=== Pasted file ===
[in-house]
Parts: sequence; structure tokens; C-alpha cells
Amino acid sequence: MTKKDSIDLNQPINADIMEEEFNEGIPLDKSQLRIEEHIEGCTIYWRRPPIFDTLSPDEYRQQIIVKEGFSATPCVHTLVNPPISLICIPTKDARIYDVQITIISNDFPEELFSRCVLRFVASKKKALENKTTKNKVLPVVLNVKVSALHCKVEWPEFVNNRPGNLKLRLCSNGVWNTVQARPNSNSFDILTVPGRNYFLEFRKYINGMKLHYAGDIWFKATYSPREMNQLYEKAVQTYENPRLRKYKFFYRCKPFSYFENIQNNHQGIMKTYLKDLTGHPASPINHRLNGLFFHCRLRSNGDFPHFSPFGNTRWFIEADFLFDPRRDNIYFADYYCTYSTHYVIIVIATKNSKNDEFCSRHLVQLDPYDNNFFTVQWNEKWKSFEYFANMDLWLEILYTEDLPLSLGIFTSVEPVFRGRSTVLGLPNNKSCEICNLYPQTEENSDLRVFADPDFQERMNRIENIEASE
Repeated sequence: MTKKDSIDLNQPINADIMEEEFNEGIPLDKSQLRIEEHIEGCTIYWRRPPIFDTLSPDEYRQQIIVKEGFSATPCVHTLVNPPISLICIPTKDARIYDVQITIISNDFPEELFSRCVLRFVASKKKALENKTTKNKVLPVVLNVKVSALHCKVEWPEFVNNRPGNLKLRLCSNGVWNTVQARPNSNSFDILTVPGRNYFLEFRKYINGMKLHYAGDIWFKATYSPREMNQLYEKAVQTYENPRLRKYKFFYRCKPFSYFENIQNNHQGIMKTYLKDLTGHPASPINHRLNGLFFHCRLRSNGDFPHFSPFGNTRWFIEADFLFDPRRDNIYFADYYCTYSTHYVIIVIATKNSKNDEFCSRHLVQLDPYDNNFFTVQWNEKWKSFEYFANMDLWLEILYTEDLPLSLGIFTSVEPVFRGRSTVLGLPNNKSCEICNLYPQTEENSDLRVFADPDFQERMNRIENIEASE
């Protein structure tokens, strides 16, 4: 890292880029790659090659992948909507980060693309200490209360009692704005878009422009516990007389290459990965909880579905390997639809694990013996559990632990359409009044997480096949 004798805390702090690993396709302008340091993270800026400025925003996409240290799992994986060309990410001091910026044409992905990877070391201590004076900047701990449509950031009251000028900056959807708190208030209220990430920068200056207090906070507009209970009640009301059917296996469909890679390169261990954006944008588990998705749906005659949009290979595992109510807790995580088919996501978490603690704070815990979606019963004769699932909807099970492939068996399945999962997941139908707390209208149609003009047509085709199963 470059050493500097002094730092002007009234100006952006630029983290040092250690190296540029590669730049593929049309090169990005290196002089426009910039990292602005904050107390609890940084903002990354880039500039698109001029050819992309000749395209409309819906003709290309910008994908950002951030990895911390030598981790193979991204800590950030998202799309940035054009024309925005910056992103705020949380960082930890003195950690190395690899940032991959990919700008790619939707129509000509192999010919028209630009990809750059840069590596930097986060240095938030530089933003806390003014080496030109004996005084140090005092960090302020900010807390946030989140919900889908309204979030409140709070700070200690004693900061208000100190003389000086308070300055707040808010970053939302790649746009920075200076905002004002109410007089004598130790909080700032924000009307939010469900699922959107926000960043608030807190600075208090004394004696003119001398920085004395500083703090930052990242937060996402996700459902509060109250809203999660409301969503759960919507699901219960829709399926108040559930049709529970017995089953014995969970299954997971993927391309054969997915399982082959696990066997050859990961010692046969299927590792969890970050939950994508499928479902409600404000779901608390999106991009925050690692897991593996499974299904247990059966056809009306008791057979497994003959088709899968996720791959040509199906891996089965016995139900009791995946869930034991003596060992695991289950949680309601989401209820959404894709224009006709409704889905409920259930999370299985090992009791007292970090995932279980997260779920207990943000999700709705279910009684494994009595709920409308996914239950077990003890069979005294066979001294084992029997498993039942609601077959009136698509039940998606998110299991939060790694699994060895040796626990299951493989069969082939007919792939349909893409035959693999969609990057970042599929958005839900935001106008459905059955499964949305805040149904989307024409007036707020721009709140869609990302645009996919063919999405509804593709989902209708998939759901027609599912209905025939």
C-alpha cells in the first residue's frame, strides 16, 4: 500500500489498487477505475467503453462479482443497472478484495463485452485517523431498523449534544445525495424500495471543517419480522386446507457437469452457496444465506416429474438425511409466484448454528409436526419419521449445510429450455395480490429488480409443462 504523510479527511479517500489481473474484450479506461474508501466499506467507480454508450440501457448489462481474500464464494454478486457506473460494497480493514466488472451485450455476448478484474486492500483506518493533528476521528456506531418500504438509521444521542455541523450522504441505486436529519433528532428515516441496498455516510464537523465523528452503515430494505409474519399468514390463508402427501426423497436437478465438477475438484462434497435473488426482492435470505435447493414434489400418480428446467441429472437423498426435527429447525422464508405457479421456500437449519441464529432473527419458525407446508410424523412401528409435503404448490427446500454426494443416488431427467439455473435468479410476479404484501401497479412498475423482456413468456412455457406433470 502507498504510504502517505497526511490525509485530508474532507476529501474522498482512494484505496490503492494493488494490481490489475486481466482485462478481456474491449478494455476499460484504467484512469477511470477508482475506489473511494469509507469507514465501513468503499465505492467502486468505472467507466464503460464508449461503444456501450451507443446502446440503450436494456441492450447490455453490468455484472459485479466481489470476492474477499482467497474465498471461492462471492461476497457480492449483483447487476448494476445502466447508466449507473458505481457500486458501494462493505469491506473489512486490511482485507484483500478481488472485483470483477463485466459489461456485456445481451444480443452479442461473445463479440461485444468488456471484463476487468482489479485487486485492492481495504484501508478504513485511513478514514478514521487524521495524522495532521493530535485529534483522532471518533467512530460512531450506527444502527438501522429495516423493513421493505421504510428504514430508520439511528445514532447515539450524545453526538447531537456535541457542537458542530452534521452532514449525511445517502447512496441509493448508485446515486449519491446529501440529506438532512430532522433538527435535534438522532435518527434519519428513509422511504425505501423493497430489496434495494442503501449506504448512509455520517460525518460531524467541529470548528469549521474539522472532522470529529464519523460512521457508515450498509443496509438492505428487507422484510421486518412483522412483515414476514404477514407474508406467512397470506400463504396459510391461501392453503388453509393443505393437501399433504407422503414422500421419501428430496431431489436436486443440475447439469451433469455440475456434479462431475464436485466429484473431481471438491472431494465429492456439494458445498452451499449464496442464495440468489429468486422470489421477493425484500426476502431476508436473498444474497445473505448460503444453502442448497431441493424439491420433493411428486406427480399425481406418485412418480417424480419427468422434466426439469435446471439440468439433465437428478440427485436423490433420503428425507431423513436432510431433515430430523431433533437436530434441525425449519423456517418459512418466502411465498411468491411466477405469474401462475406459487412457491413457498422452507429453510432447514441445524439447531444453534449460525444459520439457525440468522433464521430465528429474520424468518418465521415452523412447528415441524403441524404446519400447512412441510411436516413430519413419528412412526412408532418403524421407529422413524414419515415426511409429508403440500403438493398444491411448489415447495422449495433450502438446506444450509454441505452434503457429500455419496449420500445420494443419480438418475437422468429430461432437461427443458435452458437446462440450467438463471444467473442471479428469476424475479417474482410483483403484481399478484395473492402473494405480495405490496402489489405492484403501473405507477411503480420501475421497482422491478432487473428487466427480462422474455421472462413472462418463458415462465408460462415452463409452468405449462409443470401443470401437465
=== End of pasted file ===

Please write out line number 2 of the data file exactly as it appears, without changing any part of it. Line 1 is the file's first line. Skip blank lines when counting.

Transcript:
Parts: sequence; structure tokens; C-alpha cells